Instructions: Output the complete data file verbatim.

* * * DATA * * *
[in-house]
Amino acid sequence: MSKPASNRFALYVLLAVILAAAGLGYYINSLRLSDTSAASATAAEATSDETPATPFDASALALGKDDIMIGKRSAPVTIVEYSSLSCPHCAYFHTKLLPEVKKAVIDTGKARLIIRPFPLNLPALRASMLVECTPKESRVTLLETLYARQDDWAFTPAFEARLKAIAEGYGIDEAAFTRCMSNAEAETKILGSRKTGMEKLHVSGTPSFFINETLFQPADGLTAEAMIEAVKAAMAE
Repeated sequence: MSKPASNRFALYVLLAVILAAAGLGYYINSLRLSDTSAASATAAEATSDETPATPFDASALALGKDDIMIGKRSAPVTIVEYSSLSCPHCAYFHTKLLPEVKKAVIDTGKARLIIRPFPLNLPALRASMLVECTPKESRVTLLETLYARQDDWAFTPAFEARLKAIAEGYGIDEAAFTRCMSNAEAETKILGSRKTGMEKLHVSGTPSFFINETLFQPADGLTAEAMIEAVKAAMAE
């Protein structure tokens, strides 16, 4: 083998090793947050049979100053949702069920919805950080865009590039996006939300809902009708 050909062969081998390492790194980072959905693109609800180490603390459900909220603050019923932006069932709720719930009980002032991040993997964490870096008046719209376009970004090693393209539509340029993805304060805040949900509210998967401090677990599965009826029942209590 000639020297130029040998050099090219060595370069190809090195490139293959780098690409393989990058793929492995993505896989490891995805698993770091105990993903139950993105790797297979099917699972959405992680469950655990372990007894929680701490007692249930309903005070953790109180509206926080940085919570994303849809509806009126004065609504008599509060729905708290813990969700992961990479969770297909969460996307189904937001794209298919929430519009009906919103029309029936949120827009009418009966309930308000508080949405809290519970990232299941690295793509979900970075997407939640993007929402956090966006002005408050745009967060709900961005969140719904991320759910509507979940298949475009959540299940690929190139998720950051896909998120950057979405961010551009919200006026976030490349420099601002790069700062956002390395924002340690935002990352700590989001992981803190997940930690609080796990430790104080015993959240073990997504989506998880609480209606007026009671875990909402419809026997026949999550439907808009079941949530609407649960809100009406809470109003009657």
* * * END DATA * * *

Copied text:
[in-house]
Amino acid sequence: MSKPASNRFALYVLLAVILAAAGLGYYINSLRLSDTSAASATAAEATSDETPATPFDASALALGKDDIMIGKRSAPVTIVEYSSLSCPHCAYFHTKLLPEVKKAVIDTGKARLIIRPFPLNLPALRASMLVECTPKESRVTLLETLYARQDDWAFTPAFEARLKAIAEGYGIDEAAFTRCMSNAEAETKILGSRKTGMEKLHVSGTPSFFINETLFQPADGLTAEAMIEAVKAAMAE
Repeated sequence: MSKPASNRFALYVLLAVILAAAGLGYYINSLRLSDTSAASATAAEATSDETPATPFDASALALGKDDIMIGKRSAPVTIVEYSSLSCPHCAYFHTKLLPEVKKAVIDTGKARLIIRPFPLNLPALRASMLVECTPKESRVTLLETLYARQDDWAFTPAFEARLKAIAEGYGIDEAAFTRCMSNAEAETKILGSRKTGMEKLHVSGTPSFFINETLFQPADGLTAEAMIEAVKAAMAE
């Protein structure tokens, strides 16, 4: 083998090793947050049979100053949702069920919805950080865009590039996006939300809902009708 050909062969081998390492790194980072959905693109609800180490603390459900909220603050019923932006069932709720719930009980002032991040993997964490870096008046719209376009970004090693393209539509340029993805304060805040949900509210998967401090677990599965009826029942209590 000639020297130029040998050099090219060595370069190809090195490139293959780098690409393989990058793929492995993505896989490891995805698993770091105990993903139950993105790797297979099917699972959405992680469950655990372990007894929680701490007692249930309903005070953790109180509206926080940085919570994303849809509806009126004065609504008599509060729905708290813990969700992961990479969770297909969460996307189904937001794209298919929430519009009906919103029309029936949120827009009418009966309930308000508080949405809290519970990232299941690295793509979900970075997407939640993007929402956090966006002005408050745009967060709900961005969140719904991320759910509507979940298949475009959540299940690929190139998720950051896909998120950057979405961010551009919200006026976030490349420099601002790069700062956002390395924002340690935002990352700590989001992981803190997940930690609080796990430790104080015993959240073990997504989506998880609480209606007026009671875990909402419809026997026949999550439907808009079941949530609407649960809100009406809470109003009657």